The coastal flats behind the Rabbit Creek Shooting Park's high-powered rifle range isn't the ideal place to take a stroll in Anchorage.
But so far this winter, a lot of people have been spotted on those flats. That has the range manager, Steve Meyer, somewhat alarmed.
In his memory, no one has ever been hit by a bullet at the range. The range has occupied the same spot -- across the highway from Potter Marsh and surrounded by the Anchorage Coastal Wildlife Refuge -- since the 1950s, Meyer said.
Despite warning signs posted on the coastal flats and on the nearby state refuge trail, an individual or a group of people has been spotted walking, skiing or biking behind the shooting range backstops eight to 10 times since January, he said.
That's an unusual increase in people walking behind the range, he said.
While most of the bullets fired at the shooting park stay within the range, a stray or deflected bullet could escape, Meyer said.
More than 23,000 people used the shooting park in 2009, he said.
Imagine a shooter sneezing violently while pulling the trigger. That could send a bullet awry, Meyer said, noting that high-powered rifles can have a range of three miles.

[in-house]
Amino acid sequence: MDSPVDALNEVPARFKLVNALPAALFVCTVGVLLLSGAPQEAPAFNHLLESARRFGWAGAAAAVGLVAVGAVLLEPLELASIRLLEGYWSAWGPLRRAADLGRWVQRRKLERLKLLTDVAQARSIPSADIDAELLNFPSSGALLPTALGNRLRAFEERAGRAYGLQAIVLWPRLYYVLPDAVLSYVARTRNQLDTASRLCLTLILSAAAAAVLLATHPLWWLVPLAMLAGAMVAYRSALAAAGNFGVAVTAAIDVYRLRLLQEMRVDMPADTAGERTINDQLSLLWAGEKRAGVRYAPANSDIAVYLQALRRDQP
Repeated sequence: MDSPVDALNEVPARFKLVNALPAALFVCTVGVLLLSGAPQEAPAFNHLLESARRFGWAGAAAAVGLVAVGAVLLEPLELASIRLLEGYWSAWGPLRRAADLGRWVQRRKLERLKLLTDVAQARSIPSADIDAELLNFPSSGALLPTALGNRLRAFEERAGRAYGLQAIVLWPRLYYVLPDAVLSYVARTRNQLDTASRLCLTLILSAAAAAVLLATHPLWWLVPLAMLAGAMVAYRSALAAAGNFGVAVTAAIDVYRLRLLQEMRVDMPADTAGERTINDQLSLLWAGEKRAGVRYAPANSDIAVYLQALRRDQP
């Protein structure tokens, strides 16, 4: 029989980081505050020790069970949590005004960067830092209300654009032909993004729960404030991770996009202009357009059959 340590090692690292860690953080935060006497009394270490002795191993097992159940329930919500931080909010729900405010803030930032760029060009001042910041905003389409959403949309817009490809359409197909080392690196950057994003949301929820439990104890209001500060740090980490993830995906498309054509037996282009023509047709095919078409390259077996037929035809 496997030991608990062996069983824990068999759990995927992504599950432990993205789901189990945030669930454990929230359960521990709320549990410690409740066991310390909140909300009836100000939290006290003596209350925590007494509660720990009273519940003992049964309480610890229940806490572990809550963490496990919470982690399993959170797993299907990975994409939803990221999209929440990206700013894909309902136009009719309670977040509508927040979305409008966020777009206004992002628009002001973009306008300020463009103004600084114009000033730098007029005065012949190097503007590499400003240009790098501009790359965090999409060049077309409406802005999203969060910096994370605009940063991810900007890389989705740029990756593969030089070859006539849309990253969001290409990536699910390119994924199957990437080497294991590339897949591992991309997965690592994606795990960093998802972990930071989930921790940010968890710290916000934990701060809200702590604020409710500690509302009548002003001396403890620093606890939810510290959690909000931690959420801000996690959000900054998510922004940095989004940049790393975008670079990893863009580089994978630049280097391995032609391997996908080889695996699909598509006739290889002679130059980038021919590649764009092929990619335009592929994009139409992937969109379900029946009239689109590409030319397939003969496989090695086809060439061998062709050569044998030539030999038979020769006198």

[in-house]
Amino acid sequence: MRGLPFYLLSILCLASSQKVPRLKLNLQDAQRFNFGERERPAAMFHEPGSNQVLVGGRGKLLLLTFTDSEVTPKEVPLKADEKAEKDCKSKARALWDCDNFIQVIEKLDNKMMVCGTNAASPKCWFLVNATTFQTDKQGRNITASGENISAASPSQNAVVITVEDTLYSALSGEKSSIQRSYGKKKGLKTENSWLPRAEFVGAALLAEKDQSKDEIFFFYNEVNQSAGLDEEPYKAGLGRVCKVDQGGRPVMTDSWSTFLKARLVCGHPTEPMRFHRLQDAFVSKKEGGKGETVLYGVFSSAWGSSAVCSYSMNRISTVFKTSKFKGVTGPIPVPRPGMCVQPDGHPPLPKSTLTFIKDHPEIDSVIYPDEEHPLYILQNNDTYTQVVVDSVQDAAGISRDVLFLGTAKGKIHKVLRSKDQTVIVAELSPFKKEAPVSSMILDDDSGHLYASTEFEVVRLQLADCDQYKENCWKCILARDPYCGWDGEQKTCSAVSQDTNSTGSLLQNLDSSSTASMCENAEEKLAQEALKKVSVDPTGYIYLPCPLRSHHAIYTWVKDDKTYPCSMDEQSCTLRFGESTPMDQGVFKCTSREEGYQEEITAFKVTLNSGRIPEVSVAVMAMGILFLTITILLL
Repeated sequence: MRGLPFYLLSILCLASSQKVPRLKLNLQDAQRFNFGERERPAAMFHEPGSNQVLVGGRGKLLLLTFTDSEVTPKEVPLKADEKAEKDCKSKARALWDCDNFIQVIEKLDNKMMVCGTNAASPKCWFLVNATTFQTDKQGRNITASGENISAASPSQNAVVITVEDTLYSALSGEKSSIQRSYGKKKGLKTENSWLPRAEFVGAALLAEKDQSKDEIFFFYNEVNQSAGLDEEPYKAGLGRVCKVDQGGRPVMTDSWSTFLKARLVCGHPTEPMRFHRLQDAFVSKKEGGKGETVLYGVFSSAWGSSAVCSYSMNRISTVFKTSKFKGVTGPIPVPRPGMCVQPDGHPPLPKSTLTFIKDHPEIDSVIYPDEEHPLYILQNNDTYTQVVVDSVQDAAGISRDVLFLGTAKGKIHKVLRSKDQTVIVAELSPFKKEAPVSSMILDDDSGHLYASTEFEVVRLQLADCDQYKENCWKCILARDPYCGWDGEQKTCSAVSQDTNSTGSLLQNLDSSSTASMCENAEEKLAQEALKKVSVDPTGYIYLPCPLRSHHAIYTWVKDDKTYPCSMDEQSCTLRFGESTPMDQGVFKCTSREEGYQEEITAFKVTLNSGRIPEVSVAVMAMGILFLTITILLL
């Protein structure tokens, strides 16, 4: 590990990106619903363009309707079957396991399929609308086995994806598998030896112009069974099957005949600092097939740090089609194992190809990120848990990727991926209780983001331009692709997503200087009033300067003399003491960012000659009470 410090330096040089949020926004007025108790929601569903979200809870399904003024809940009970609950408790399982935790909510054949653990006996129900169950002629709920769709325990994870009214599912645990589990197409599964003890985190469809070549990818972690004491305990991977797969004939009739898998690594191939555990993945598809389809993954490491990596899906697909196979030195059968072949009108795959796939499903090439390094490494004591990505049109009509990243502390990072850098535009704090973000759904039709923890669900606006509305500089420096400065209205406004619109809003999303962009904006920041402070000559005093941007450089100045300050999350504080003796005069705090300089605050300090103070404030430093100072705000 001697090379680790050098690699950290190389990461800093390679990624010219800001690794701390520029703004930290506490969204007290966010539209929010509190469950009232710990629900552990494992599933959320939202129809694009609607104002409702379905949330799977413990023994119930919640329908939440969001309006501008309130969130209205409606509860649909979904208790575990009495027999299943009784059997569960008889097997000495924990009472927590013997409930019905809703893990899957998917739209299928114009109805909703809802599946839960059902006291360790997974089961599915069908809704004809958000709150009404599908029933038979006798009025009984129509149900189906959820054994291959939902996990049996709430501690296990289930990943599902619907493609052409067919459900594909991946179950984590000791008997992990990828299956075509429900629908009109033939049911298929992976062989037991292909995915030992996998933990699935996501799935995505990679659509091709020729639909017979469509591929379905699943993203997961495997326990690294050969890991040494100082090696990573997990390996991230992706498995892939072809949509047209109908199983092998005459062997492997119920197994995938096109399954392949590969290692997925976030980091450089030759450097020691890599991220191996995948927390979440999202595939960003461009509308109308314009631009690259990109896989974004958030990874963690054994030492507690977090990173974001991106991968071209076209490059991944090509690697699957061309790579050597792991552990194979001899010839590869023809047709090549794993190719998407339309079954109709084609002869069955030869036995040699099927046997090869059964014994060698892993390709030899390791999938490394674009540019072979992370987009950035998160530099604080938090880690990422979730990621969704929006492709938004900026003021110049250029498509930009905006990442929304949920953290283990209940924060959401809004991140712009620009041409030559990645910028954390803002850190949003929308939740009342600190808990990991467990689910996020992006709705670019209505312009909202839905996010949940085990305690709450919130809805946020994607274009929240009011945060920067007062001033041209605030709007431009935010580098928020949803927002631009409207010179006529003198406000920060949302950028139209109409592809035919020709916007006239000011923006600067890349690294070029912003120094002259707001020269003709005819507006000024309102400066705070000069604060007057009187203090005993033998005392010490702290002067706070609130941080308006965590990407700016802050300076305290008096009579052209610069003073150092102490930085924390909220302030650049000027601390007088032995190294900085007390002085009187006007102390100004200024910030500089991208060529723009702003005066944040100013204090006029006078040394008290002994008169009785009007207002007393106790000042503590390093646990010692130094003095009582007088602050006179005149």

It's not against the law to walk behind the shooting park; it causes a disruption for shooters during business hours, which run from 10 a.m. to 5:45 p.m. Wednesday through Sunday, this time of year. Anytime a person or an animal, like a moose, passes by, the shooting park staff orders a cease-fire over the loudspeaker.
The best thing for people trying to transit the area is to follow the maintained trail that winds through the coastal refuge and passes through the front parking lot of the shooting range, Meyer said.
State refuge biologist Ed Weiss said Friday that he is unaware of any group activities near the shooting range besides bird-watching and waterfowl hunting. Typically, waterfowl hunters would come to the flats very early in the morning and leave long before the park opens at 10 a.m.
Reach Elizabeth Bluemink at email@example.com or 257-4317.